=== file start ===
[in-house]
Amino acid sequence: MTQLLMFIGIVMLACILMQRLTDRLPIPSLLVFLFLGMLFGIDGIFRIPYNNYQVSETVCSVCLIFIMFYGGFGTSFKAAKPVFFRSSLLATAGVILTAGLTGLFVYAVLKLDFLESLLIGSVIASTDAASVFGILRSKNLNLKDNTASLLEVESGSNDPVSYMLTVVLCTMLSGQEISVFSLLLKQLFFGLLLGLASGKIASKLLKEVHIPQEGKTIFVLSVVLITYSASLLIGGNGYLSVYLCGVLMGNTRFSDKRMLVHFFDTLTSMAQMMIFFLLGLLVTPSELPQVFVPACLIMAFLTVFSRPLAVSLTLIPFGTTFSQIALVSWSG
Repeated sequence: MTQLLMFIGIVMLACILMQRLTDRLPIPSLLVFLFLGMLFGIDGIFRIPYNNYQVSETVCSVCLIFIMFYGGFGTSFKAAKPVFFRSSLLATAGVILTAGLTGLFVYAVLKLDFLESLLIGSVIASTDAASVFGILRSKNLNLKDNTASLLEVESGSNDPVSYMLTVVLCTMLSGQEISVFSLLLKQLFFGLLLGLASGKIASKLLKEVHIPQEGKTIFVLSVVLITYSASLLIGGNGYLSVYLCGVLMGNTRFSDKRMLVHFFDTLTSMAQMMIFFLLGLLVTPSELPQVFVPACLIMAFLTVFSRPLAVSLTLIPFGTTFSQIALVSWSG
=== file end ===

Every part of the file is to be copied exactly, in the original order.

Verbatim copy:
[in-house]
Amino acid sequence: MTQLLMFIGIVMLACILMQRLTDRLPIPSLLVFLFLGMLFGIDGIFRIPYNNYQVSETVCSVCLIFIMFYGGFGTSFKAAKPVFFRSSLLATAGVILTAGLTGLFVYAVLKLDFLESLLIGSVIASTDAASVFGILRSKNLNLKDNTASLLEVESGSNDPVSYMLTVVLCTMLSGQEISVFSLLLKQLFFGLLLGLASGKIASKLLKEVHIPQEGKTIFVLSVVLITYSASLLIGGNGYLSVYLCGVLMGNTRFSDKRMLVHFFDTLTSMAQMMIFFLLGLLVTPSELPQVFVPACLIMAFLTVFSRPLAVSLTLIPFGTTFSQIALVSWSG
Repeated sequence: MTQLLMFIGIVMLACILMQRLTDRLPIPSLLVFLFLGMLFGIDGIFRIPYNNYQVSETVCSVCLIFIMFYGGFGTSFKAAKPVFFRSSLLATAGVILTAGLTGLFVYAVLKLDFLESLLIGSVIASTDAASVFGILRSKNLNLKDNTASLLEVESGSNDPVSYMLTVVLCTMLSGQEISVFSLLLKQLFFGLLLGLASGKIASKLLKEVHIPQEGKTIFVLSVVLITYSASLLIGGNGYLSVYLCGVLMGNTRFSDKRMLVHFFDTLTSMAQMMIFFLLGLLVTPSELPQVFVPACLIMAFLTVFSRPLAVSLTLIPFGTTFSQIALVSWSG